Cloud

How to back up photos and videos from an SD card on your Chromebook

If you do a lot of photo work and need to easily sync images and videos to your Google Drive account via your Chromebook, check out this tutorial.

chromedrivehero.jpg
Image: Jack Wallen

One of the main outstanding benefits of using a cloud device, such as a Chromebook, is knowing all of your work is automatically in sync with your Google Drive account. This syncing capability lends Chromebook users a level of security, knowing their data is always backed up.

A downside to many Chromebooks is the lack of local storage. It's an odd thing to be concerned about, given these are cloud-based devices, and yet plenty of time has been devoted to extolling the woes of minimal space.

The saving grace for many users is that most Chromebooks include an SD card expansion slot, so you can slap in a 256GB SD card and have some serious space to use. But can you sync photos and videos on your SD card to your Google Drive account? Why, yes, you can.

SEE: Best Chromebooks of 2017 (CNET)

How to sync photos and videos on your SD card to Google Drive

You have to trick Chrome OS into thinking there's something worth syncing on that card—in other words, that it contains photos and videos. At the time of this writing, the feature only works for photo and video files. But, when you're on the go and you need to do a quick dump of photos and videos from an SD card to Google Drive, this is the way to go. Here's how.

When you insert the SD card into your Chromebook, if the system discovers a folder named DCIM, it will automatically start scanning for images and videos. The SD card must have a folder named DCIM; if Chrome OS doesn't detect that particular folder, it will not scan the card. It is only within that DCIM folder that Chrome OS will scan for acceptable files.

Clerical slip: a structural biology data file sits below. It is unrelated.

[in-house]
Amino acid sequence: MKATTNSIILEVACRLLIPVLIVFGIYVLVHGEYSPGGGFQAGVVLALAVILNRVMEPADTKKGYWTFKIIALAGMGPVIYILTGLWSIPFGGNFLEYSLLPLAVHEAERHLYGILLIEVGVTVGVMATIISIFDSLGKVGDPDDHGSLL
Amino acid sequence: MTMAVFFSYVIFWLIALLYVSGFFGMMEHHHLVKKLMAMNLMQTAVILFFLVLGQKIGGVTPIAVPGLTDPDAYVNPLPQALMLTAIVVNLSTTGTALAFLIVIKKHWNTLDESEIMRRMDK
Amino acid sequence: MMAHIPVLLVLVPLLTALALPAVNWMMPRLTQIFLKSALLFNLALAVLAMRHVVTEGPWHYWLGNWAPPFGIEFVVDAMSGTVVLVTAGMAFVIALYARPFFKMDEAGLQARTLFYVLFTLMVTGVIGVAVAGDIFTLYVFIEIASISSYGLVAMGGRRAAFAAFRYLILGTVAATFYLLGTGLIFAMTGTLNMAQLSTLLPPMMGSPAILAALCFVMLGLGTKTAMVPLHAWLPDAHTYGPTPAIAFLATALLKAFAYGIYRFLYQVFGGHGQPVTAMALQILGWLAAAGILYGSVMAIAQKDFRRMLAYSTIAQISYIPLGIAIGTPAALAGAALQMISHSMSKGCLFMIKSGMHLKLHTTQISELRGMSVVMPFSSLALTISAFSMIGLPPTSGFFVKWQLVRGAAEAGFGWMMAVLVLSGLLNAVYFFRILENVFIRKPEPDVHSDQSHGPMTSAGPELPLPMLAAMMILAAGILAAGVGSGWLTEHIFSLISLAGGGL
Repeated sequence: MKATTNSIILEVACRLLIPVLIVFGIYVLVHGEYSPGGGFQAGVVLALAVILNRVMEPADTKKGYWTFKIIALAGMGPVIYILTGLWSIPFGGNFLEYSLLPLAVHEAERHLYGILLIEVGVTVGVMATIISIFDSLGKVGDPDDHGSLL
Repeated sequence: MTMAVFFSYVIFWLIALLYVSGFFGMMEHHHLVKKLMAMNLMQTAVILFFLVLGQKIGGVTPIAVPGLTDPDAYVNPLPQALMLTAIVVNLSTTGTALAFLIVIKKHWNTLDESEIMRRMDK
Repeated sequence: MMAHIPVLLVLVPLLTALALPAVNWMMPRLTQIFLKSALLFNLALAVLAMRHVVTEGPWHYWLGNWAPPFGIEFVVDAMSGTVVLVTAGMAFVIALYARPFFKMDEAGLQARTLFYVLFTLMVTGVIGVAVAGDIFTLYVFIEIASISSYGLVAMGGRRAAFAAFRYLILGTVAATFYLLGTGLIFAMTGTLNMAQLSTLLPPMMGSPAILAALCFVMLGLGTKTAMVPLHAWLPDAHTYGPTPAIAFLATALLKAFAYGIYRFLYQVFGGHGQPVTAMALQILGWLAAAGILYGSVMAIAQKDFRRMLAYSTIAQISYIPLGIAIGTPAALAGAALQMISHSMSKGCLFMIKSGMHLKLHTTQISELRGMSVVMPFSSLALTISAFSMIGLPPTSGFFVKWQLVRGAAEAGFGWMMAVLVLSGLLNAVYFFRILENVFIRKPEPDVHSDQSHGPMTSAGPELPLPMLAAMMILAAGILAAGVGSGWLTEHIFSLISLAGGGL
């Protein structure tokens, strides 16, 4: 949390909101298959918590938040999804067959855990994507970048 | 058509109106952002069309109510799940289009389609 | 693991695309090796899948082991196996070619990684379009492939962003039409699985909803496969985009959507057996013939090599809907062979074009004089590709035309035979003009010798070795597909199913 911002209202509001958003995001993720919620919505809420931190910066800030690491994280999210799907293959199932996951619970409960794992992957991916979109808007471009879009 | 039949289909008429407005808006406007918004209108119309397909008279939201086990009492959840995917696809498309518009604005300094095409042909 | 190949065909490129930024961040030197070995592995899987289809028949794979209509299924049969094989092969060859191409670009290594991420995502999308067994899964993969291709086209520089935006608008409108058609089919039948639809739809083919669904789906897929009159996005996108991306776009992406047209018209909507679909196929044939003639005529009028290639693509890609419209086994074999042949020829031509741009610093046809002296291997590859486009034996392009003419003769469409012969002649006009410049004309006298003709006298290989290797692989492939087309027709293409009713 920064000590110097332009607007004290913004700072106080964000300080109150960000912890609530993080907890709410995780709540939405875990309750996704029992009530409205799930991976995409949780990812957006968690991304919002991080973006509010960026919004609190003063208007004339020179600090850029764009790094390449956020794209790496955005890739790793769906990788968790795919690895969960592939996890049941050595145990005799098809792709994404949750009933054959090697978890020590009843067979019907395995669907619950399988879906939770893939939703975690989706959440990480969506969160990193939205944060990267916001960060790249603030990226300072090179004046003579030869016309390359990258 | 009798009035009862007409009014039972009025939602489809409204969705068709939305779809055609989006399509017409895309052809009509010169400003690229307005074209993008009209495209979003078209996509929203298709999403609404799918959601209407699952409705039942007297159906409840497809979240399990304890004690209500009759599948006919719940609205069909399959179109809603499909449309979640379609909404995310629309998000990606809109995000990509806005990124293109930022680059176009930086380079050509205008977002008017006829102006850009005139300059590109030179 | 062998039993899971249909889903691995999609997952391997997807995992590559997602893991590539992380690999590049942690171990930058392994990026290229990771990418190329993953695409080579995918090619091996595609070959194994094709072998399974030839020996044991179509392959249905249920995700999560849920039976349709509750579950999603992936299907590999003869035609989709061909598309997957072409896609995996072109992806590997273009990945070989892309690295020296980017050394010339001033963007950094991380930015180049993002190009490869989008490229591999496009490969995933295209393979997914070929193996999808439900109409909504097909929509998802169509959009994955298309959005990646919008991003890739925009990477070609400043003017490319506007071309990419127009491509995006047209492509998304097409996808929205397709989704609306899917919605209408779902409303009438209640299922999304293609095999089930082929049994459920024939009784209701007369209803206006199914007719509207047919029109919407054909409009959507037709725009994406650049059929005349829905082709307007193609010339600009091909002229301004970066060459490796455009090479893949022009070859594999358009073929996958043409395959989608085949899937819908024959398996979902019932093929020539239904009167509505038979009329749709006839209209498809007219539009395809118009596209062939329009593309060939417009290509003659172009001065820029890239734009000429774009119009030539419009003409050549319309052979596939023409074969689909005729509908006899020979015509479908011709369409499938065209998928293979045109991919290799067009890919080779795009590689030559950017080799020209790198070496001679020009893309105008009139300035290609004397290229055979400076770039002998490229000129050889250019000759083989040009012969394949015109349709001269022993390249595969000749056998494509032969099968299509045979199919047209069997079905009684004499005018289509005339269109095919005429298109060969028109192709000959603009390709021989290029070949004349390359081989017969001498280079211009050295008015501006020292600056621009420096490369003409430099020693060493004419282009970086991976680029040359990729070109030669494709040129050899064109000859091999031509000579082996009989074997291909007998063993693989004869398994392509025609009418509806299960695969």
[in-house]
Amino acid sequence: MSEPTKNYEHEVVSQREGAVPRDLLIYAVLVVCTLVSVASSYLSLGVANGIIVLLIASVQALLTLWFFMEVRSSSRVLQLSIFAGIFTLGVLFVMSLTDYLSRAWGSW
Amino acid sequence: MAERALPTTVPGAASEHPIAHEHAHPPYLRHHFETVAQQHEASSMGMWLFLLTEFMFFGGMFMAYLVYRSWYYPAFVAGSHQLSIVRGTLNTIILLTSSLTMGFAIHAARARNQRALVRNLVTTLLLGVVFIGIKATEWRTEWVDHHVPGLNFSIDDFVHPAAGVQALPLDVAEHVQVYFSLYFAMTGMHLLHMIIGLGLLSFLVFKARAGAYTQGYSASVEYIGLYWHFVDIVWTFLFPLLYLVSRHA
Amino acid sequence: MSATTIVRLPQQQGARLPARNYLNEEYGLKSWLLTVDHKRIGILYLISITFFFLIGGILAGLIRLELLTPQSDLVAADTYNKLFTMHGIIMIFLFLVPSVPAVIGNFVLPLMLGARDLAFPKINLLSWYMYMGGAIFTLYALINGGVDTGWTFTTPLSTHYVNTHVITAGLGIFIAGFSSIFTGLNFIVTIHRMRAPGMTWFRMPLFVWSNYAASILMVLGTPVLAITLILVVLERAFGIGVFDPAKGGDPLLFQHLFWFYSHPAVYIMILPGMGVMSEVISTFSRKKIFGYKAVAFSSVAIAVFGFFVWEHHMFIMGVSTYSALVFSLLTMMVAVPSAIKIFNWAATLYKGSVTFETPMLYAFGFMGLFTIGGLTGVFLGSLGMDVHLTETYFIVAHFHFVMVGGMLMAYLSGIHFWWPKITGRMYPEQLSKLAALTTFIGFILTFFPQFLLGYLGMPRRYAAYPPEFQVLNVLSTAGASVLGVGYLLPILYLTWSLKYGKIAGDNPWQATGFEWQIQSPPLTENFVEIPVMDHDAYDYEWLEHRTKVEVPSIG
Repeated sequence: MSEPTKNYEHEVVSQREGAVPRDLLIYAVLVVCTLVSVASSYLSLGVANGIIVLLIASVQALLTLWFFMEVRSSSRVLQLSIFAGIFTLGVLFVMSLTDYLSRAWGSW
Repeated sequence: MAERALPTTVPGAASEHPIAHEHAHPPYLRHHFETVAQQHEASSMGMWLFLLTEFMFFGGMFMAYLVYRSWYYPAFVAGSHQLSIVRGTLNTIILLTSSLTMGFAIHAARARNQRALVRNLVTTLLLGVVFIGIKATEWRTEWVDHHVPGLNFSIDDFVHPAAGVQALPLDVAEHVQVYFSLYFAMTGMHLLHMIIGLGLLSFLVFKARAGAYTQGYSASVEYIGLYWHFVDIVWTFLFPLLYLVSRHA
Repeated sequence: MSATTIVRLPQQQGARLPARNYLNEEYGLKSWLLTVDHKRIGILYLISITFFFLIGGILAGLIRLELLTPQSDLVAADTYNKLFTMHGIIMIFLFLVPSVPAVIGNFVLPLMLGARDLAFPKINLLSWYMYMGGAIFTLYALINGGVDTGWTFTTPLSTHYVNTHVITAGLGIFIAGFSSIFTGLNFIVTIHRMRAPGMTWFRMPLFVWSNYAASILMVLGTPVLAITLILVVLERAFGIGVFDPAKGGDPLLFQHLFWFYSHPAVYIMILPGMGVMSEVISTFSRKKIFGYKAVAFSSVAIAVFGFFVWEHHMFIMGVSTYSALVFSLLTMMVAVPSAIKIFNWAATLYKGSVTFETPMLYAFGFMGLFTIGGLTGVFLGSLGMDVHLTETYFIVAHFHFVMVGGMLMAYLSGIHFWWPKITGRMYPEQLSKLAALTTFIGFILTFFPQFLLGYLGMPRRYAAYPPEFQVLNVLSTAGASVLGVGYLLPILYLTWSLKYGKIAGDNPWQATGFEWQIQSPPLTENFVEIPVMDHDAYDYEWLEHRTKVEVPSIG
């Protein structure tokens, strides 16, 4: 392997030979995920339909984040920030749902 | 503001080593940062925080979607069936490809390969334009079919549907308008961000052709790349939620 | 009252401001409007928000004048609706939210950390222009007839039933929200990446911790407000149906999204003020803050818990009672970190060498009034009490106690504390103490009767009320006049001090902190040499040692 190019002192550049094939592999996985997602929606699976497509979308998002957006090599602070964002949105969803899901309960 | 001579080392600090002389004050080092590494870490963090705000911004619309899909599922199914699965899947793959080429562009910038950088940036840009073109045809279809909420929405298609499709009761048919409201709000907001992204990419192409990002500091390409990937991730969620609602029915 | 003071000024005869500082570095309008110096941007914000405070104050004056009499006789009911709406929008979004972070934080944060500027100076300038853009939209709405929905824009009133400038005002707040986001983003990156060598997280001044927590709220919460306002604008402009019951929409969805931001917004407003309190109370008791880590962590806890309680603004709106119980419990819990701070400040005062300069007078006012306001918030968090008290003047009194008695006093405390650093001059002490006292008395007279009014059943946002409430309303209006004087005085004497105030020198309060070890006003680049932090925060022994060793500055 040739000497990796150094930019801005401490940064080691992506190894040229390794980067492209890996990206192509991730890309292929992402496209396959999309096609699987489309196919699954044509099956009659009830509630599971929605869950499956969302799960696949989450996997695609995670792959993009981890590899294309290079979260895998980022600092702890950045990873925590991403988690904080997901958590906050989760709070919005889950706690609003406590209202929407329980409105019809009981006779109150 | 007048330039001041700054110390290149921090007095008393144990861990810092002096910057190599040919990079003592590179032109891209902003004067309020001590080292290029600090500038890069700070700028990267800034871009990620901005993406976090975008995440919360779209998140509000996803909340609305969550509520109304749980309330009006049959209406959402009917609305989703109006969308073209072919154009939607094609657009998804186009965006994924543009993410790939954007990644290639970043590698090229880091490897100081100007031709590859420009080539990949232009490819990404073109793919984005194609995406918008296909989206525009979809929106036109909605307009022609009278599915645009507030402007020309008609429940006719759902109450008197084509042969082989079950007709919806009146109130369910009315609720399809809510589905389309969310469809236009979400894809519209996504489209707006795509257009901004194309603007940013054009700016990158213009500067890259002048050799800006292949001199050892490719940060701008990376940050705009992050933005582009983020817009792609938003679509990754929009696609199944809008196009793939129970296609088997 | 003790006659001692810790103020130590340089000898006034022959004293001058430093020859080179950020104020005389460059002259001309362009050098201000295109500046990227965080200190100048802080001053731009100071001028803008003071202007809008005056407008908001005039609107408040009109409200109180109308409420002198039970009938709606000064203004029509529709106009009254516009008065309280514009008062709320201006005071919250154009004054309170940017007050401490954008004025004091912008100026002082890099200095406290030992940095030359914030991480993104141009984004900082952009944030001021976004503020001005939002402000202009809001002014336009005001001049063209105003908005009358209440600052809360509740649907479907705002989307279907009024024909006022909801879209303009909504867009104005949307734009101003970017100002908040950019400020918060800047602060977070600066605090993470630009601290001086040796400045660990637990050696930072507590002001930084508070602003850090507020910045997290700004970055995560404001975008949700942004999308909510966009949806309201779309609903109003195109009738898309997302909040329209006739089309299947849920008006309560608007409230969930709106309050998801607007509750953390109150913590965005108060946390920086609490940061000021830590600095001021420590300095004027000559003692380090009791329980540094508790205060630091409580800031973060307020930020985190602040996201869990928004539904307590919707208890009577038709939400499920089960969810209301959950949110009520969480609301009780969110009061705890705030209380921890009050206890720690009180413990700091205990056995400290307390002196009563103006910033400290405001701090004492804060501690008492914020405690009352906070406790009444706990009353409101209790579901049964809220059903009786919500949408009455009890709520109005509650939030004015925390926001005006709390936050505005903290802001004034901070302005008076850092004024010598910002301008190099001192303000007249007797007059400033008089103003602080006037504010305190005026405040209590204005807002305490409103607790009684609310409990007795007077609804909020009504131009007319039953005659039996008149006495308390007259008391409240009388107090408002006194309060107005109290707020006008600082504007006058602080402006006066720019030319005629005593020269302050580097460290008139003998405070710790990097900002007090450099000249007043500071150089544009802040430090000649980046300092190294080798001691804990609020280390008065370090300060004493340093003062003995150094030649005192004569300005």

The good news is that most DSLRs (and other camera types that use SD cards) automatically save images and videos into a folder named DCIM and will automatically create that folder. If your device doesn't automatically create a DCIM folder, you'll have to do that manually. The next trick would be ensuring that external device then saves files to that new folder (how/if you can do this will depend upon the device).

When you insert an SD card, open the Files app, navigate to the DCIM folder, and you'll see a new Cloud icon appear in the Files taskbar (Figure A).

Figure A

Figure A

Your SD card photos ready to sync.

Once Chrome OS successfully scans all the files within the DCIM folder, the photos and videos will automatically sync with your Google Drive account and can be found in your Google Photos folder. During the syncing, the cloud icon will change to a progress icon. If you click the Cloud icon drop-down (Figure B), it will display how many photos it is currently backing up.

Figure B

Figure B

Backup from the SD card in progress.

Google, allow more file types to be synced from an SD card

The ability to auto sync an SD card to your Google Drive account through Chrome OS has been around since 2015, and it hasn't expanded much since its release. Google needs to allow for other file types to be synced from the SD card (it makes perfect sense why Google would start with photos for the first iteration). As it is now, the feature is limiting. Even so, for those users that need to upload a lot of images from an external device (such as a DSLR), the ability to do so from a Chromebook makes life simpler.

I'd love to be able to auto sync any file type from an SD card on a Chromebook—that would make transferring work from one Google account to another (or from device to device) much easier. Pop in a coworker's SD card, open Files, and let Chrome OS do its thing.

Make this happen, Google.

Also see

About Jack Wallen

Jack Wallen is an award-winning writer for TechRepublic and Linux.com. He’s an avid promoter of open source and the voice of The Android Expert. For more news about Jack Wallen, visit his website jackwallen.com.

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